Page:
Ordinance on pyramid scams to be reviewed
The government has pledged to review a law covering pyramid schemes after lawmakers called for prompt action to plug loopholes.
Rita Lau Ng Wai-lan, secretary for commerce and economic development, told the Legislative Council yesterday that the Pyramid Selling Prohibition Ordinance would be examined in the near future.
Police have received seven allegations of pyramid scams over the past two years.
Four cases, involving 157 victims and HK$8.78 million, resulted in the arrest of 21 people. Three cases were not pursued.
Another 148 complaints relating to the tactics of marketing firms and agents were reported in the same period, but only eight cases were substantiated, involving 14 victims and HK$2.28 million.
Eleven people had been arrested for withholding goods or helping others to use false documents to borrow money.
Pyramid schemes involve an illegal business model that rewards participants primarily by enrolling others into the scheme, rather than selling products or services.
'We will see if there are inadequacies in the existing ordinance, such as its coverage, definitions and penalties,' Lau said, adding that it would be compared to similar laws in other jurisdictions.
She said the way pyramid selling was done changed rapidly, and if there were to be any law amendments they must not affect legitimate businesses.
Lau would not commit to a timetable for the study, but promised it would come 'as soon as possible'.
Lawmaker Wong Kwok-hing said he had received a number of complaints over the past few months, mostly related to Digital Crown Holdings (Hong Kong) Limited (DCHL), which sold Lampe Berger fragrance products.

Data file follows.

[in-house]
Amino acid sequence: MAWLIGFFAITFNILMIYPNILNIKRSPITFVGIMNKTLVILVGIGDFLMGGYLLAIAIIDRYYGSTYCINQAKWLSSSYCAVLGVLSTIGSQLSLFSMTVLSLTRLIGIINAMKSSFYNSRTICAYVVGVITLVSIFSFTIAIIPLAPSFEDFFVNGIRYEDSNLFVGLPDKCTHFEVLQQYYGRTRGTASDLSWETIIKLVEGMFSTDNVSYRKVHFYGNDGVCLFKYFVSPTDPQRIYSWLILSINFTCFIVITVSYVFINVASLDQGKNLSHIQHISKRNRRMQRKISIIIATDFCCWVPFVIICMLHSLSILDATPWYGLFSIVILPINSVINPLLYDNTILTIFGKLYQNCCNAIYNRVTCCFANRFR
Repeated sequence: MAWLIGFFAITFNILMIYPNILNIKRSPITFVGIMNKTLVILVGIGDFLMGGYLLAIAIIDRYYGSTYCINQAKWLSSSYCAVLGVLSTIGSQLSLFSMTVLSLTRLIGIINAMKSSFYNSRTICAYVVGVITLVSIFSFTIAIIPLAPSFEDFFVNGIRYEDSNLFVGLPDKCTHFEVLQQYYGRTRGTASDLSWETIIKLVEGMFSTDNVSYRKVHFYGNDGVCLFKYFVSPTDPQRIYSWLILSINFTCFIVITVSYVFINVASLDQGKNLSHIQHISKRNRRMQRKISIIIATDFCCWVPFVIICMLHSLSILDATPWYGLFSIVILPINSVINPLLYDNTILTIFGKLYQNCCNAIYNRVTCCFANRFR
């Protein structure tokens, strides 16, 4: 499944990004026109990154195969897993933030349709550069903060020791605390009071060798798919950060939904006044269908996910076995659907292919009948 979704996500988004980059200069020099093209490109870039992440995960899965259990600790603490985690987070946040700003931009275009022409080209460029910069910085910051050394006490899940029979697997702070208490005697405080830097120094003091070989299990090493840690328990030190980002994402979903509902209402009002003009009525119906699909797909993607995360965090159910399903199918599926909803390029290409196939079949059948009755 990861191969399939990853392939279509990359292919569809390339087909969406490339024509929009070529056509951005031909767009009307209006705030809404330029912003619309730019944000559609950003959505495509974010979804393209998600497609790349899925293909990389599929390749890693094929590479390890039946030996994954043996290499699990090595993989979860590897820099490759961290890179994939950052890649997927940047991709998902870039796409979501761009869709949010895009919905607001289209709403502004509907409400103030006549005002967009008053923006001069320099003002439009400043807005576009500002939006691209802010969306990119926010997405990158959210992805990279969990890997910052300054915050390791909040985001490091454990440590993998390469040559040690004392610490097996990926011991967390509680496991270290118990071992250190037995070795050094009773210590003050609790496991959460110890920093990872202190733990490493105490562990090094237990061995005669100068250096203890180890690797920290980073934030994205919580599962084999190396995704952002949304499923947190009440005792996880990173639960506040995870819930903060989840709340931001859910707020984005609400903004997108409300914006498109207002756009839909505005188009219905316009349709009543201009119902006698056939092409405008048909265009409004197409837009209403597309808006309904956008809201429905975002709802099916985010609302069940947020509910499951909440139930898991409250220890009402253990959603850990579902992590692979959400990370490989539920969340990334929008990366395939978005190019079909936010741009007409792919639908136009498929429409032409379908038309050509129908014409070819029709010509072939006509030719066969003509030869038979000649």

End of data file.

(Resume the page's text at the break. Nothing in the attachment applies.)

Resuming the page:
In September, three self-employed men allegedly involved in the pyramid sales scam were arrested for conspiracy to defraud at the company's Causeway Bay base.
Wong said the pyramid selling law did not apply to any company that required their distributors to set up individual companies, as the business-to-business relationship did not fulfil the definition of 'scheme' under the law.
He said the government should learn from Macau about implementing tougher laws. The Lampe Berger office in Macau was forced to shut down after a new law took effect there in June last year.
DCHL did not reply to enquiries yesterday.
Lawmaker Fred Li Wah-ming said the law review could not be delayed, and called for a timetable for the study. 'There are many cases with youngsters being tricked to borrow large sums of money to engage in the scheme, and parents have told me it is just like they are being brainwashed,' he said.